Reiff was Sergt. Co. D, 120 Field Art., 32nd Div., born April 25 1894, enlisted April 14, 1917 and was wounded on Sept. 2, 1918 at Juvigny, France. He died on Sept. 4, 1918 at Blois, France. The Post was organized in October 1919.

Baldwin was a 2nd Lieut., Hq. Co. 121 Field Art. 32nd Div., born June 23, 1896, enlisted June 2, 1917, died Dec. 5, 1918 at Blois, France. The post was organized in October 1919.

Miss Kimball, Army Nurse Corps. Base Hospital 22 was born in 1895, enlisted April 1, 1918 and died Oct. 21 1918 at Bordeux, France. The Post was organized Oct. 8, 1919 and consolidated with the Floyd C. Holub Post in Sept. 1921.

Holub was Sergt. 126 Field Hospital, 32nd Div., born July 24, 1895, enlisted March 31, 1917 and killed in action at Montfaucon on Oct. 19, 1918. Post was organized on March 29, 1920.

All six Posts consolidated to form Milwaukee Post No. 1 on April 24, 1924.

Meetings were held in various places, namely, E. M. B. A. Hall in Public Service Building, Alhambra Building, Plankington Arcade previous to consolidation.  Then in St. James Church Hall, Wells Colonial Hall and lastly in our own beautiful Memorial Building on 3117 W. Wisconsin Ave.

The records showing the past commanders of the various Posts before consolidation are not complete. The Post Commanders following consolidation are as follows:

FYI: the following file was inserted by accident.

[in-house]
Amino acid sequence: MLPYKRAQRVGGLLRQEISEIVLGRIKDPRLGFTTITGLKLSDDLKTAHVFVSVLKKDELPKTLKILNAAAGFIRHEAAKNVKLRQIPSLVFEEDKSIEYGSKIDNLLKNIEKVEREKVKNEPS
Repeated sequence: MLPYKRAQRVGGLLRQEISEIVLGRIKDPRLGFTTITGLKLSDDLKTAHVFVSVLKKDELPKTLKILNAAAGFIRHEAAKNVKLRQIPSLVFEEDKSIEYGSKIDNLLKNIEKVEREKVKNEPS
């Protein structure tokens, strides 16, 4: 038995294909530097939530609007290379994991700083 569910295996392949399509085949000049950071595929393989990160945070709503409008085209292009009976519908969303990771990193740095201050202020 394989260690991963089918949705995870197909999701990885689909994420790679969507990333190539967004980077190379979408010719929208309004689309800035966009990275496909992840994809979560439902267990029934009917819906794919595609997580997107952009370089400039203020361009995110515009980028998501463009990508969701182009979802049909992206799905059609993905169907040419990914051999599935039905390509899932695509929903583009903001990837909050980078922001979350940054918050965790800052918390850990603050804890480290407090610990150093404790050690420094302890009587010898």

1923 –1924 – David Weiss                 1934 – 1935 – Ray M. Shechy

1924- 1925 – Robert R. Murphy        1935 – 1936 – John J. Dolan

1925 – 1926 – Harry E. Ransom        1936 – 1937 – A. R. Freeman

1926 – 1927 – Oscar W. Lodge          1937 – 1938 – Harold G. Olsen

1927 – 1928 – Ralph Van Brocklin     1938 – 1939 – George J. Krebs

1928 – 1929 – Fred C. Horton            1939 – 1940 – John H. Taylor and

1929 – 1930 – Frank L. Grenya                                  C.  J. Horlivy

1930 – 1931 – Jack Winkler                1940 – 1941 – John A. Brenk

1931 – 1932 – Charles V. Narlow      1941 – 1942 – Arthur E. Masch

1932 – 1933— Frank E. Ruehl          1942 – 1943– Erwin W. Russell

1933 –1934 – Charles B. Plows         1943 – 1944— Ray Andorfer


In 1924, and for several years thereafter, Milwaukee Post No. 1 sponsored two brass bands; the first women’s auxiliary band of twenty-five pieces, and the all-men’s band of about 45 members, both directed by the same band director.

Mary Shanley was very active in the American Legion since its inception and took an active part in the first poppy drive which originated in Post No. 1. Mary was chairman of the contributions committee for the first pilgrimage to the Soldiers Home and other hospitals and institutions on Christmas Day in 1920. She was the first Post Historian and a delegate to the first state convention.